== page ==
[This is a transcript of a video I recorded after conversation with my family — about the murders of Ahmaud Arbery, Breonna Taylor and George Floyd] https://youtu.be/3MtoLk0HTL8]. ; Artwork by Leah Merahn
Growing up I really didnt know any Black people — we lived in a a homogeneous white neighborhoood and even college was predominately white. However, as a white adult, I grateful that my family and social circles are very diverse.
This began largely by circumstance; my early career was in organizations and geographies in which I was a minority, and my majority non-white colleagues became friends. Through them, I frequented certain restaurants and clubs and events which happened to patronized by people of color and met them; there was nothing deliberate about it, it just happened.
I remember one of my work friends telling me: “Steven you don’t understand, Black people live in two worlds. You only live in one.” At some level I knew this was true but wanted to understand it better. She responded by inviting me to her family reunion. Her family was amazing; I listened and learned. Over time, I began to see things that had clearly been there before but I had completely missed, like all-white business meetings where people often editorialized about people of color, or the blatant disrespect of someone saying, “you’re not really Black” to a Black colleague as if it were a complement, or a person of color in management assumed to be a lower level employee ‘by accident’; I could no longer even pretend to ignore how people of color are treated or considered, even by friends or family.
I am also married to a Black woman; who I love deeply as a person, but also because of her Blackness: the cultural roots and perspective on the world she brings as a person of color. We have been harassed, by both white people and black people, for our relationship. I am in awe of the way she manages the challenges of ‘respectability politics” in both the workforce and as a parent, and I am saddened that is a force that has shaped her life.
We have two children who, while technically “mixed”, are Black in America. As the White father of Black children, I can tell you that my experience as a parent is a little different from other White parents in my child’s school; my son has already had people touch his hair without permission. They, and I, have to straddle two worlds; their childhood is very different than their white peers. They hear things and see things and know things that their white friends have the privilege of not hearing, never knowing and never seeing: like rehearsing “show me your hands”…or practicing NOT reaching for their pockets when asked “do you have ID”. Or learning to be on constant surveillance for dog whistles that indicate special danger.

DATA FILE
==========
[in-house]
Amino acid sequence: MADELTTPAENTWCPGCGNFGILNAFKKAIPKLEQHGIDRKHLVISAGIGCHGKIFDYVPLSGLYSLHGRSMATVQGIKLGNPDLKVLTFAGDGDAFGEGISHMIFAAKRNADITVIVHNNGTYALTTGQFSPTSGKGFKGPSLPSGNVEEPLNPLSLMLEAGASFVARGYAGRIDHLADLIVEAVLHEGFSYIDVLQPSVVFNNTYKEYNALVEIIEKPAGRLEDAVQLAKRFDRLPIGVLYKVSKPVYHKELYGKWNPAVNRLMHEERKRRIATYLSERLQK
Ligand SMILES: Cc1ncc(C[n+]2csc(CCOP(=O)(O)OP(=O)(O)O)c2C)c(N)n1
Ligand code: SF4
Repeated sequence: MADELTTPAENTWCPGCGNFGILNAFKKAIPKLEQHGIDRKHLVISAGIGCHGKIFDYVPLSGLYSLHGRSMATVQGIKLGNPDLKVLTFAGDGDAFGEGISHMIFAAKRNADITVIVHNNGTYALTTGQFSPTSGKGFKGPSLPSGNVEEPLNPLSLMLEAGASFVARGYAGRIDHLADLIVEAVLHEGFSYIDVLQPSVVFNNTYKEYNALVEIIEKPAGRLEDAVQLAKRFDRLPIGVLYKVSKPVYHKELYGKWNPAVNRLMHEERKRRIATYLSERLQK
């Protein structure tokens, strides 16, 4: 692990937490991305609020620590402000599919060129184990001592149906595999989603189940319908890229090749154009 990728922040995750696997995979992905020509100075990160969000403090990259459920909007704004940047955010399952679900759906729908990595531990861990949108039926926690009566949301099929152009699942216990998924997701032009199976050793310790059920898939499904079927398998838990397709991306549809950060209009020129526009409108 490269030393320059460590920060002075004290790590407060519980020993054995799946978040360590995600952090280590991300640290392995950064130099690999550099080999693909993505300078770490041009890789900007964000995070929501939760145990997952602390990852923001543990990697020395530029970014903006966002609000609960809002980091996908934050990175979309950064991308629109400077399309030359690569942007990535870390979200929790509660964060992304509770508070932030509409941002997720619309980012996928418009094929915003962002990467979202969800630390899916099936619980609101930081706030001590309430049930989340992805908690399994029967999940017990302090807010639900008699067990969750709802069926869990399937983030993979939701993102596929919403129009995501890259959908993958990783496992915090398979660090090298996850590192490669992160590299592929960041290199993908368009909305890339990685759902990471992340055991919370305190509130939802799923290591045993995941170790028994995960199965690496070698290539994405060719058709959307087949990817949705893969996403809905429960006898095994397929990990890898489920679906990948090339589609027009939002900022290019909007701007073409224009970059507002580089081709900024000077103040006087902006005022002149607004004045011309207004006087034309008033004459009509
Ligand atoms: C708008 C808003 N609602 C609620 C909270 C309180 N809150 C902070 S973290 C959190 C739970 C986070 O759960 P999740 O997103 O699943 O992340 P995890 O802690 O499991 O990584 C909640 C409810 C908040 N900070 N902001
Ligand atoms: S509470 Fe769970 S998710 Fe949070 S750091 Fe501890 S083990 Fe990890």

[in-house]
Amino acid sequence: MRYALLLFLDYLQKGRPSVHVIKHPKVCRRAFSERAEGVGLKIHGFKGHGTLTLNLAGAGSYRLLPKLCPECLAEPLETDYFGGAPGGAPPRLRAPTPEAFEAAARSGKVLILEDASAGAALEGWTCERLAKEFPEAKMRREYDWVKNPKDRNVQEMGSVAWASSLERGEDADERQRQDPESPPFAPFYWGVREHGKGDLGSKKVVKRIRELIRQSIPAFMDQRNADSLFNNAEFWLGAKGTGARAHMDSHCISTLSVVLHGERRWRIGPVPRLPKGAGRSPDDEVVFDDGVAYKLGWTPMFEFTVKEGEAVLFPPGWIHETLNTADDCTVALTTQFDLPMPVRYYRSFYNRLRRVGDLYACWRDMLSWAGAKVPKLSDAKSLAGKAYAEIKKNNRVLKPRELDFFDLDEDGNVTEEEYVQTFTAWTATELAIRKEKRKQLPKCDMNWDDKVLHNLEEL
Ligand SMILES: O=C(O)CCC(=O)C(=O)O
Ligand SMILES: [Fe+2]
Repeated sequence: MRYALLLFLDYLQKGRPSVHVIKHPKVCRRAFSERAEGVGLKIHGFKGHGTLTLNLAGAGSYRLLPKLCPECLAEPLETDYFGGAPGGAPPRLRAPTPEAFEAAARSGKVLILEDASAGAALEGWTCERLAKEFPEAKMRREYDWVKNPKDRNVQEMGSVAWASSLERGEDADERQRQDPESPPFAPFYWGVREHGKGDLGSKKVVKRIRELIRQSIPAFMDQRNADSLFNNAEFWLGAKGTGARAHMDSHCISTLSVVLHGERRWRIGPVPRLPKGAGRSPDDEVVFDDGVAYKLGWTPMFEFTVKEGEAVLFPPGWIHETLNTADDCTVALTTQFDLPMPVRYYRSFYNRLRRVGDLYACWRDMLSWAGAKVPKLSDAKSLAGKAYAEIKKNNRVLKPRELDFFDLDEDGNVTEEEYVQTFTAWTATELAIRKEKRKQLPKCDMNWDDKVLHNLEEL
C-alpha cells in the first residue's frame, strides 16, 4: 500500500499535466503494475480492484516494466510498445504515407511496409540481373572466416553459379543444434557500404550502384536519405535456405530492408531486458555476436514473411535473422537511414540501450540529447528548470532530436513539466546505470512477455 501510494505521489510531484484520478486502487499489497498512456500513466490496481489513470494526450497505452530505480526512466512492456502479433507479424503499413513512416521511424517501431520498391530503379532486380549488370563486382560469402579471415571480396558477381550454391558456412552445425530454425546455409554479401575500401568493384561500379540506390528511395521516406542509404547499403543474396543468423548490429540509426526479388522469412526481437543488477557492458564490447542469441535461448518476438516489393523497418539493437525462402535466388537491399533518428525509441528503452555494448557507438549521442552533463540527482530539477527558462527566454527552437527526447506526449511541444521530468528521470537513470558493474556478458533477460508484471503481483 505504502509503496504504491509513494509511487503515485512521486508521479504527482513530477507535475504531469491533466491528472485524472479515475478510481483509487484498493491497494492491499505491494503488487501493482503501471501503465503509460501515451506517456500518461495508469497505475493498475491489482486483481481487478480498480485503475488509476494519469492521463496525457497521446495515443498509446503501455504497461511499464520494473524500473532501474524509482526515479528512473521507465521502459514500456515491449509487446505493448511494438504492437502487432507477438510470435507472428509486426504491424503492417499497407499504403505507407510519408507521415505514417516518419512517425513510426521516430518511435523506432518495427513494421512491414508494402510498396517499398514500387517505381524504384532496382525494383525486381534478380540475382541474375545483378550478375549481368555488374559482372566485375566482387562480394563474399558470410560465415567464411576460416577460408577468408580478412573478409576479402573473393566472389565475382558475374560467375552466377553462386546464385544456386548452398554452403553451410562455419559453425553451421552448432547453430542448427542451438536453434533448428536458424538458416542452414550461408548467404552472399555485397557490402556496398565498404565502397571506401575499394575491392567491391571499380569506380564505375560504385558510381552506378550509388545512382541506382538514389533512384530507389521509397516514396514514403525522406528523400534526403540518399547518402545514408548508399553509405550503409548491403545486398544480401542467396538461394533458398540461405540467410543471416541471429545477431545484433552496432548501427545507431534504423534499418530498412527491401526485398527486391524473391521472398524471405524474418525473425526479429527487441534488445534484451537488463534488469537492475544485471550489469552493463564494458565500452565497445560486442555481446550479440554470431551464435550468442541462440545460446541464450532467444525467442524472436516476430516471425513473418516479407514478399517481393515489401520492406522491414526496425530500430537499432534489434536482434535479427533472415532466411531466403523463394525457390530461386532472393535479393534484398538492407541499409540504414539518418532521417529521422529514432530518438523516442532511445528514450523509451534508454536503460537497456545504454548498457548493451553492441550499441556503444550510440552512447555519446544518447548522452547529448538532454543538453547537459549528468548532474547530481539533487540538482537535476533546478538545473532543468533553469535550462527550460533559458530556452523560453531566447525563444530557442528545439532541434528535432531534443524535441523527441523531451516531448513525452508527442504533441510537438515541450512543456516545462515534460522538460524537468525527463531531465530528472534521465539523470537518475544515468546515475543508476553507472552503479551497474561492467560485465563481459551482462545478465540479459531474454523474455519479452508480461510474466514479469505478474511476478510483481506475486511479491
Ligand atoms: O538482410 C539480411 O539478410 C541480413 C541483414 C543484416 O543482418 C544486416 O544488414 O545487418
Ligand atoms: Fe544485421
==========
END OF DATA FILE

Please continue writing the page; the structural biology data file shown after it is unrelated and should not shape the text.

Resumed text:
As a physician, if a patient tells me they have pain, I don’t get to deny their experience. What I do get to do is evaluate the evidence, determine my understanding of their condition and the extent to which I am willing to intervene. I may not choose to intervene to the extent they desire but doing so does not deny their pain. While some do, that doesn’t make it right.
In business, it is the customer who determines the reality of a brand promise; the manufacturer really doesn’t get to have an opinion about the extent to which they have delivered on their assertions.
I only say this to make one point very clear: if you are white, if you are ‘Caucasian”, you don’t get to decide whether or not there is oppression or tacit segregation or social injustice, prejudice and disproportionate risk for Black people. You don’t even get to have an opinion about the extent to which White society has delivered on their assertions about the liberty, safety and opportunity of Black people; only Black people get that right.
What you do have is the opportunity to listen and learn, evaluate the evidence and decide whether you understand their condition and determine the extent to which you are willing to intervene. But you don’t get to deny the reality of Black people, even if you wish it wasn’t so.
All human beings are not the same; we are all quite unique in skills and experience, ancestry and culture, values and orientations. Some of these differences, especially but not limited to skin color, have been used historically to create inequities of social and economic power. There are inherent societal biases and associated risks, to both quality of life and life itself, for people of color in the United States. As such, anyone who says, “I don’t see color” is not seeing the world for what it is. Trying to be colorblind is not the path to equity when the playing field is not level.
The key to our societies success is whether, in the face of all those differences, we can all be safe, and have the same opportunity to succeed in the world on our own terms; but everyone’s slice of the “liberty and justice pie” has to be the same size as others. If it’s not, we are all at risk. No one should be “more free” or “more safe” (or less represented) than any other of their fellow citizens.